The magic of our media is that we’re the first medium in human history that lets noncreative people or creative people be the authors of their own tales. That’s behind everything I did in Deus Ex, Epic Mickey, System Shock, Thief, and now Underworld Ascendant. It better be everything about System Shock 3.
That’s very apparent in the way the skill tree is set up, how you interact with the characters, and I was amazed that people I had been playing with were solving puzzles in completely different ways than I was. I can’t wait to show this to my friends that play D&D because I think they will really love this.
Warren Spector: I’ve said many times that my entire career as a game developer has been about trying to recreate the feeling I got the first time I played Dungeons & Dragons.
D&D is magical and it’s about players telling their own stories. It’s about telling stories with other players and with a Dungeon Master. It’s not about the Dungeon Master telling you a story. It’s about you telling one with that person. And that’s what we want Underworld Ascendant to be.
What’s on the horizon for you? I know you’re working on System Shock 3. How is everything going with that?
Warren Spector: It’s going well. I don’t want to steal Underworld Ascendant‘s thunder, but it’s definitely a game in the same vein. Again, every game is a stepping stone towards ultimate player expression. We’re bringing back SHODAN, obviously one of the great villains in digital game history, and we’re going to be looking into how SHODAN came to be, we’re going to be talking about what happened to some of the characters in some of the earlier games, and Citadel Station from the original game will be coming back in some form. I’ll be a little mysterious about that…
And some of the iconic enemies will be coming back, but in a very modern form. Amazingly enough, it’s not 1994 anymore, so we’re bringing it into the 21st century, well the 22nd century.
Read on for the Underworld Ascendant synopsis and trailer, and visit the game’s official website for more information!
“From the creative minds behind the acclaimed Ultima Underworld®, System Shock and Thiefseries, in Underworld Ascendant®, Paul Neurath and Warren Spector’s OtherSide Entertainment challenges you to think creatively in an interactive sandbox environment.
You are summoned by a mysterious figure to The Stygian Abyss, a dangerous and constantly evolving dungeon world imperiled by the looming threat of the beast Typhon. To save this world, and yours – you must overcome complex challenges, uncover lost secrets and gain favor with factions to maximize your knowledge and strength. Utilize your environment to stack the odds in your favor. Devise the ideal plan to overcome the challenges you face or dive in and think on your feet.
Each decision holds great opportunity and grave consequence. What you leave behind will be engraved on the lives of others. Assuming you survive…”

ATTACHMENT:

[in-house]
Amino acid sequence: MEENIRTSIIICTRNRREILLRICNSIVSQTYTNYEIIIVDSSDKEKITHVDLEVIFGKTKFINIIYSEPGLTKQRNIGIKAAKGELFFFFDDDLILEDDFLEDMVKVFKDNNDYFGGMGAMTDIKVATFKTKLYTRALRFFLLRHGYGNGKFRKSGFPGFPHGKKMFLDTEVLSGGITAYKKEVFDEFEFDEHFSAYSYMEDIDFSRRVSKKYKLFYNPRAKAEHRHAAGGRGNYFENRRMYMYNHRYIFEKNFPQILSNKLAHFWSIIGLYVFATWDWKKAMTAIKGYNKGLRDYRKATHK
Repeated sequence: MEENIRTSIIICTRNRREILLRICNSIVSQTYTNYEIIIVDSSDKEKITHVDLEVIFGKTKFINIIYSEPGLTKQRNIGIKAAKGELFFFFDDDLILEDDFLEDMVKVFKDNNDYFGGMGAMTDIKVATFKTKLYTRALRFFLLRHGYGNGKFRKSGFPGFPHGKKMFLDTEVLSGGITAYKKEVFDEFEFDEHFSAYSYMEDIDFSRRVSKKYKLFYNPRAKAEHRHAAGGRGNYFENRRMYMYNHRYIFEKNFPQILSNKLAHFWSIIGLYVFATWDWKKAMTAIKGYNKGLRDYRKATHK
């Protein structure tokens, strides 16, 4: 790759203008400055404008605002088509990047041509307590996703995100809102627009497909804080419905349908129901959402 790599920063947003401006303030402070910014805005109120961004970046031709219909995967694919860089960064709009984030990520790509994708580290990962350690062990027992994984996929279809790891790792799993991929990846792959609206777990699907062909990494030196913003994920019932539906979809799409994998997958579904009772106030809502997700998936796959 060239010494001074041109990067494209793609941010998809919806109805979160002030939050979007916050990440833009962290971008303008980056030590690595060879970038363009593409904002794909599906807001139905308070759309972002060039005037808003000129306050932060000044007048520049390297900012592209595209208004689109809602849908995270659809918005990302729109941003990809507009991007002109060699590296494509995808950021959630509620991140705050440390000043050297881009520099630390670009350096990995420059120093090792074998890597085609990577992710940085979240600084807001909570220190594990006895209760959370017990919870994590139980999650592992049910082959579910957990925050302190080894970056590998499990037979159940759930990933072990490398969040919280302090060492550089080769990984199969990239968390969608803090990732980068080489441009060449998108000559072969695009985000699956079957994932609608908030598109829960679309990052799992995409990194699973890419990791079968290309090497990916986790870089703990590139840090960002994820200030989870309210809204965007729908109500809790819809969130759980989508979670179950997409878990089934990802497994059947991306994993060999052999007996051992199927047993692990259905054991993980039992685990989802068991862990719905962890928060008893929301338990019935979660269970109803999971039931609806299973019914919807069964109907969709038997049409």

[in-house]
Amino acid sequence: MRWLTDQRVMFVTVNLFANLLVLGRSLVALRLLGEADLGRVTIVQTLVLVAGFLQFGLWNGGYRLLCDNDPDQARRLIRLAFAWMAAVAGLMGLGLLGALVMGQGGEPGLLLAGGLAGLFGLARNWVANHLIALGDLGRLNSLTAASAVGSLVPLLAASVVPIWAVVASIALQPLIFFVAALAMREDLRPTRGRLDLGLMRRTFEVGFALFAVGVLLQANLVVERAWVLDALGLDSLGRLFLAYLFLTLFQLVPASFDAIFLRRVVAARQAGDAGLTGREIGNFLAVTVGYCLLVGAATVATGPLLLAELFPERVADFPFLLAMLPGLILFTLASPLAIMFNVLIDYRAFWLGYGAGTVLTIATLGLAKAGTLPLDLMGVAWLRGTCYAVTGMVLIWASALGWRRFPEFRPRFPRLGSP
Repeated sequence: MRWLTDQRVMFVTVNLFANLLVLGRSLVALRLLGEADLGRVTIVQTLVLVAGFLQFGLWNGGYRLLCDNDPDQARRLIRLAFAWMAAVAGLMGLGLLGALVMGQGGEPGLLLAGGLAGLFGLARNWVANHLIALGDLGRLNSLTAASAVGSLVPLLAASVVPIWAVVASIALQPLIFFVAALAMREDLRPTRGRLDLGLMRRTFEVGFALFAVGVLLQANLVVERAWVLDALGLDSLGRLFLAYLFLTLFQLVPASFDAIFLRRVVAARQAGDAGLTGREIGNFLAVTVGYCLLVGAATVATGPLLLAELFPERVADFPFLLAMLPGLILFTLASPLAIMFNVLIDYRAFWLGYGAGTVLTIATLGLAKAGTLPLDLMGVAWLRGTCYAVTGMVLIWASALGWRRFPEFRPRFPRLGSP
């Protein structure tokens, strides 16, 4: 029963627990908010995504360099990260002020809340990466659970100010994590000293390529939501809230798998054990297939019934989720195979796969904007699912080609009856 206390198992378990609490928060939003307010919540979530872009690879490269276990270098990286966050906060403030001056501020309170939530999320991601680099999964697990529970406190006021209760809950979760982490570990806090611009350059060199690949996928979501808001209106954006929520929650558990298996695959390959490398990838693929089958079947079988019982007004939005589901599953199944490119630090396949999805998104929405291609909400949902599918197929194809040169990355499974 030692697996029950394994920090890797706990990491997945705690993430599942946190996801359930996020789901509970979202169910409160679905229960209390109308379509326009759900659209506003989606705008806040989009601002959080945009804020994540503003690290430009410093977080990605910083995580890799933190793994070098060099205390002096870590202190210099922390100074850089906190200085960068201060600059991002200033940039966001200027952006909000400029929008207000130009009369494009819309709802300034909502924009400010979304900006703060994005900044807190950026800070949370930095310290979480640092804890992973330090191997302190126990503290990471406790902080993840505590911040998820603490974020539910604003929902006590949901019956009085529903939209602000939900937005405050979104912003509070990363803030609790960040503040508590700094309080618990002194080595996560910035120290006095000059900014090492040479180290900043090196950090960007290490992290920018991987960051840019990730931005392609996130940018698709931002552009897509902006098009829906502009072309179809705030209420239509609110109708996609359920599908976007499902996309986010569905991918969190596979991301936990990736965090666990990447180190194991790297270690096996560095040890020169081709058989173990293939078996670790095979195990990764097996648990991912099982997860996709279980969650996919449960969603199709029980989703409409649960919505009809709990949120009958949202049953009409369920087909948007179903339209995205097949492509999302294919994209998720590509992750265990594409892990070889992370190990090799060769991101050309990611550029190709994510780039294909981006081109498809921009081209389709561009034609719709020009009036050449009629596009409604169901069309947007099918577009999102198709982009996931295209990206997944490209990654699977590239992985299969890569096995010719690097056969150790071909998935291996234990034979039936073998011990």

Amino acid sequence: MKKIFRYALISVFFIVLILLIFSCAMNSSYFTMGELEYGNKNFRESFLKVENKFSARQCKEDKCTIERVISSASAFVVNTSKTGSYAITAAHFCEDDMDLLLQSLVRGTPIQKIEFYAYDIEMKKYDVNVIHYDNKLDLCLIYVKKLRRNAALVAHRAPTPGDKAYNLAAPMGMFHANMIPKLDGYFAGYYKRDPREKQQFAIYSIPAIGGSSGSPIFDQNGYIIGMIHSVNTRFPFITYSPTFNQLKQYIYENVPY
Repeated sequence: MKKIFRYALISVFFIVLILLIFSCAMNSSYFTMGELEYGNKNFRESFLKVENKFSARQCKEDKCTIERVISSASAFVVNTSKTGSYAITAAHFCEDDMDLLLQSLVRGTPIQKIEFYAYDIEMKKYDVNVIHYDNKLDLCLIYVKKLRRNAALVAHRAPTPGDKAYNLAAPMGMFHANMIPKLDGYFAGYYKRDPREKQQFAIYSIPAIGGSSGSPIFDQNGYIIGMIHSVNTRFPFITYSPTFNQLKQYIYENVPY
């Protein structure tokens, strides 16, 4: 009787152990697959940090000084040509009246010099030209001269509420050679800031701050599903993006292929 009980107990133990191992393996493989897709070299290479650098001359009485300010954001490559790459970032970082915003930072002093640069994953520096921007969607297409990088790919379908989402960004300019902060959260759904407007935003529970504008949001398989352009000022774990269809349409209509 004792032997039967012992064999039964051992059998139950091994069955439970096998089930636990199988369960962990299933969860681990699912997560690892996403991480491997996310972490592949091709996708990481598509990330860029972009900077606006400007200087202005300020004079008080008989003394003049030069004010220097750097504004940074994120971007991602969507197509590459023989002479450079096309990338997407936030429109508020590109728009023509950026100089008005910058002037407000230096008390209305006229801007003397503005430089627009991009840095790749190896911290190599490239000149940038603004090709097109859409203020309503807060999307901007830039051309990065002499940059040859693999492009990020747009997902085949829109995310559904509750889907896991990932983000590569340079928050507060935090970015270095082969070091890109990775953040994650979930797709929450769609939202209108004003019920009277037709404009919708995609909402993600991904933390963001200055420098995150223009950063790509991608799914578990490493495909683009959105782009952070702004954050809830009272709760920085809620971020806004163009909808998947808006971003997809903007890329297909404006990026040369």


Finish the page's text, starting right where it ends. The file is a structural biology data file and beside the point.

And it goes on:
Launching tomorrow, November 13th, is Back to Earth, the interactive multi-platform narrative where participants find themselves in control of the fate of our world, as they immerse themselves in the expansive storytelling that stretches across a variety of media and work towards saving the human race before it’s too late.
Daily Dead recently caught up with Back to Earth creator Clay Space as well as Benham Karbassi, Founder and CEO of No Mimes Media, the company behind it all, and they discussed their ambitious plans with Back to Earth, the challenges they faced as they utilized various storytelling elements, and more.
Can you start off by discussing how the idea for Back to Earth came along and how you both approached it from your respective positions?
Clay Space: For me, the idea was all about how I could create an experience that felt like an extension of real life. Being a huge proponent of cryptocurrency since 2014, the motivating factor for me was creating a currency that we could give our audience—and that they could then use to interact with our experience in cool ways. There is something truly magical to owning a StarCredit and knowing that you can use it within the world we’ve created, or you can take it out into the broader online world. The borders of fiction and reality really blur at that point.
Behnam Karbassi: Clay Space approached my company, No Mimes Media, about a year ago interested in working with us once he had funding. Within three days, he had successfully funded his crowdfunded ICO and was ready to begin the development process. Our Emmy-winning team, which included experience designer, Steve Peters, and writer, Jay Bushman, dove into the Back to Earth story as well as blockchain and cryptocurrency.
What was the creative process behind all the world building involved with Back to Earth? Considering you guys are working across multiple platforms, it seems there is a lot that would go into getting all of these concepts and things integrated through various forms of media.